How can we step out of our comfort zones to think critically about stories of injustice?
In the Willow Community of fourth- and fifth-graders this year, one big question we are chewing on is:
How might we raise a generation of citizens that know how to sustain a healthy democracy and a healthy planet?
We are exploring this question through the lens of American history as we pay attention to the interdependent social relationships that have sustained and continue to promote systems of injustice in our country.
We began thinking deeply and critically about how the story of Christopher Columbus and his explorations has been constructed. We explored different texts, engaged in dialogues and thinking protocols, and used the arts to deepen our thinking.
As we explored these very different accounts of the “same” story, the children seemed to hold strongly to their first reactions. We brought this noticing to the group.
How do we respond to stories of injustice? Where do you go after your first reaction of blame and judgment?
Emmerson: That’s kind of how the human mind works: “Oh, that’s bad,” and a lot of other people agree. Then, it’s more certain that you’re going to agree on it. You don’t really have to look into it, you’re just like, “Oh, that’s bad”.
Laura: It’s kind of because Columbus is all we know and the Tainos are kind of like the ghost we’ve never seen or heard about. Columbus is the story and Tainos are the ghosts.
Emmy: Columbus sort of ghosted the Tainos and whenever we talk about the Tainos, we only know what happened before and after Columbus sailed and we know about the Taino when he encountered them but not other things.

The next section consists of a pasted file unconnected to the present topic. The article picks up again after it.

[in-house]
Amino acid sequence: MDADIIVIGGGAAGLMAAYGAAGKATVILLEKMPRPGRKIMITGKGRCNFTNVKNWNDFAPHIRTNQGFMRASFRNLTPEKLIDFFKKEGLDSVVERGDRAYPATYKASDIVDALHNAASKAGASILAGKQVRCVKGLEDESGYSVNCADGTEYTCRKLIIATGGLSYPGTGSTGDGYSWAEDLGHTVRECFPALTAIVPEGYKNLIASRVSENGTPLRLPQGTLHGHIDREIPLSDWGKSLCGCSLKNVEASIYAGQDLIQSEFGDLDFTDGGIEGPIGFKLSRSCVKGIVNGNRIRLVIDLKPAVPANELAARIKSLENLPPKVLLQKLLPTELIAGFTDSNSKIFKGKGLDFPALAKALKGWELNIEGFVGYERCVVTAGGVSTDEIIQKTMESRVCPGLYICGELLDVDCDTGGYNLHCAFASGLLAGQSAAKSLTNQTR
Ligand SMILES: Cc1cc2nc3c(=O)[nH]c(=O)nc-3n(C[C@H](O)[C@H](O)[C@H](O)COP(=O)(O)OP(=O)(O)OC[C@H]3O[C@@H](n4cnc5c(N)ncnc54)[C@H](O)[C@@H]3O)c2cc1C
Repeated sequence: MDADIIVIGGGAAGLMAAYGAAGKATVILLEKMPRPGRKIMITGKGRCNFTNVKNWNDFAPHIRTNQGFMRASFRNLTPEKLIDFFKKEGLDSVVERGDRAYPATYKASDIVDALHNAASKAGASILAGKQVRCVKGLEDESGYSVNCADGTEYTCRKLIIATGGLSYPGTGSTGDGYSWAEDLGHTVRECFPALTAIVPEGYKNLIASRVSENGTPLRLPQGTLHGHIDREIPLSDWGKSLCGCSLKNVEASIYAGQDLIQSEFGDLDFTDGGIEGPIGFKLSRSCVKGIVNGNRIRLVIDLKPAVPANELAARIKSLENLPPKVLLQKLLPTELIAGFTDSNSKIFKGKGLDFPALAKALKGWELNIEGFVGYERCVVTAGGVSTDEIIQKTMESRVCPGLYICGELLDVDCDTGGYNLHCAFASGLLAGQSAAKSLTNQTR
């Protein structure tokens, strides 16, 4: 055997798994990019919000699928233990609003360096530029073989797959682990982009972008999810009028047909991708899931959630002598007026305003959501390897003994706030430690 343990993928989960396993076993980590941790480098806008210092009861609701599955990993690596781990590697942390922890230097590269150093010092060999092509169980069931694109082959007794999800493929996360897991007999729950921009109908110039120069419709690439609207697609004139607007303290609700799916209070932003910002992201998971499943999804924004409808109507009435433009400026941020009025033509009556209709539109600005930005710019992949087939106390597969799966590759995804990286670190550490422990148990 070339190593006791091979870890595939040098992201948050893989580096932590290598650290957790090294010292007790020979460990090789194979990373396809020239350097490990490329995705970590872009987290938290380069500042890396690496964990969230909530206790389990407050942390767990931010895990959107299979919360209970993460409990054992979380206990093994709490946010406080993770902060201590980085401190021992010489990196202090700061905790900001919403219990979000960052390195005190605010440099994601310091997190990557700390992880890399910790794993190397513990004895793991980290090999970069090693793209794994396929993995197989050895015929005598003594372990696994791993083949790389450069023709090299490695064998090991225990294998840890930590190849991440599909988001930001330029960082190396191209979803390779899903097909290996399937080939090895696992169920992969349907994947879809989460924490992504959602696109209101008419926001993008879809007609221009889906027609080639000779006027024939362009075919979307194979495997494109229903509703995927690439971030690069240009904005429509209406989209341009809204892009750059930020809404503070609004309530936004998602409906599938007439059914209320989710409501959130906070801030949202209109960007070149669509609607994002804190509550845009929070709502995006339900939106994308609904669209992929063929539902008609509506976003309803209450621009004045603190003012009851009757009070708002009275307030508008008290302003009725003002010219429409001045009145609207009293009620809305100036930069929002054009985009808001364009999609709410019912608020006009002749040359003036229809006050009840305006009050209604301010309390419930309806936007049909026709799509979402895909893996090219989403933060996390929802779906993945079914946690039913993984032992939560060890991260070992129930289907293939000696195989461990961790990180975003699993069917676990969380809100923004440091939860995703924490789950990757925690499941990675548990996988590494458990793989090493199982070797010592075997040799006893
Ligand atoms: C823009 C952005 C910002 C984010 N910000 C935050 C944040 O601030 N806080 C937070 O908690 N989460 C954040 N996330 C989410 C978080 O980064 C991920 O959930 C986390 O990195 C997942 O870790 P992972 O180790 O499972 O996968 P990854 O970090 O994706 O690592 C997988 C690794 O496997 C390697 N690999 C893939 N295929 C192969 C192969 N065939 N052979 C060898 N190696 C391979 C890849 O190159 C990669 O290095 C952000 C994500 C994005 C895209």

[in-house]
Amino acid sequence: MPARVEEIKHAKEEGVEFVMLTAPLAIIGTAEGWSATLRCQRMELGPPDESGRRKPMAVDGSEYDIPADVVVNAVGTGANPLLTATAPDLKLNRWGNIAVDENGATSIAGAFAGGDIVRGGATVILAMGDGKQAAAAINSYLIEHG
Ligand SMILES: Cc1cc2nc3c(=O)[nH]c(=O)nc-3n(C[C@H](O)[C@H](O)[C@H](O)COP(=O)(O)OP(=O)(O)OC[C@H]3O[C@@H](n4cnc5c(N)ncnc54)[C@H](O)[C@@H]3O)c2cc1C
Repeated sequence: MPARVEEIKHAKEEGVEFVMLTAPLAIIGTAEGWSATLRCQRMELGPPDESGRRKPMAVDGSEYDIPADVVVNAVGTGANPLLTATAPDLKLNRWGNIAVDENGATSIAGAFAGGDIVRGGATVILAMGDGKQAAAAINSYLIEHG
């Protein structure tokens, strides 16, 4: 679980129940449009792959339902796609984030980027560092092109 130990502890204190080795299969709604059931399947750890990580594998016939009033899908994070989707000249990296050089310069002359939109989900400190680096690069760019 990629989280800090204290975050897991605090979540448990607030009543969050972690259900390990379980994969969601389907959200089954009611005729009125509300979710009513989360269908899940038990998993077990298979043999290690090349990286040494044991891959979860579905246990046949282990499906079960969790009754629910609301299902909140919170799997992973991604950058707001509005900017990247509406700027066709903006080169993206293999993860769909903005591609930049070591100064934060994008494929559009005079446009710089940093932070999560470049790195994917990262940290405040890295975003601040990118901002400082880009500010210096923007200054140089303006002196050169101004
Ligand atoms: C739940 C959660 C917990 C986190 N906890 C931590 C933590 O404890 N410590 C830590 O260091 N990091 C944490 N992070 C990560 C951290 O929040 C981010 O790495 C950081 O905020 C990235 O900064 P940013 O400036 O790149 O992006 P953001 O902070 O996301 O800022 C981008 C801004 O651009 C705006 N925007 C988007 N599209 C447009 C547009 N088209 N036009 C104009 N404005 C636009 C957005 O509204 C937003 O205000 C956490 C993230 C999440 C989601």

As the children read more about the treatment of the Tainos, they were surprised when they read that the Taino’s “lives have been made invisible” and that their memory had been “erased from our nation’s classrooms.”
Guided by the following questions, the children used graphite to deepen their thinking.
How can you connect what lives inside of invisible to the relationship between history and the Taino people?
What does it mean to be invisible?
We noticed the initial reaction to many of these stories was one of surprise, blame, and judgment. We wondered how we move through these intense and uncomfortable emotions. What lives on the other side of these reactions? How do we move from feeling to action? What other histories and peoples can we uncover that may have been erased or are invisible? Who benefits from these stories?
This experience generated ideas to guide our next steps:
I wonder why did he kill the Tainos? Why do we worship Columbus if he didn’t set foot in the USA? -Laura
I don’t know what I believe he is. I wouldn’t be here without him. But he straight up tortured people. -Tyler
He went to a land and took people as a treasure – and people are not a treasure, they are a gift and a privilege. What and where would we be without him? -Emmy
Why do textbooks want him to be the good guy? -Todd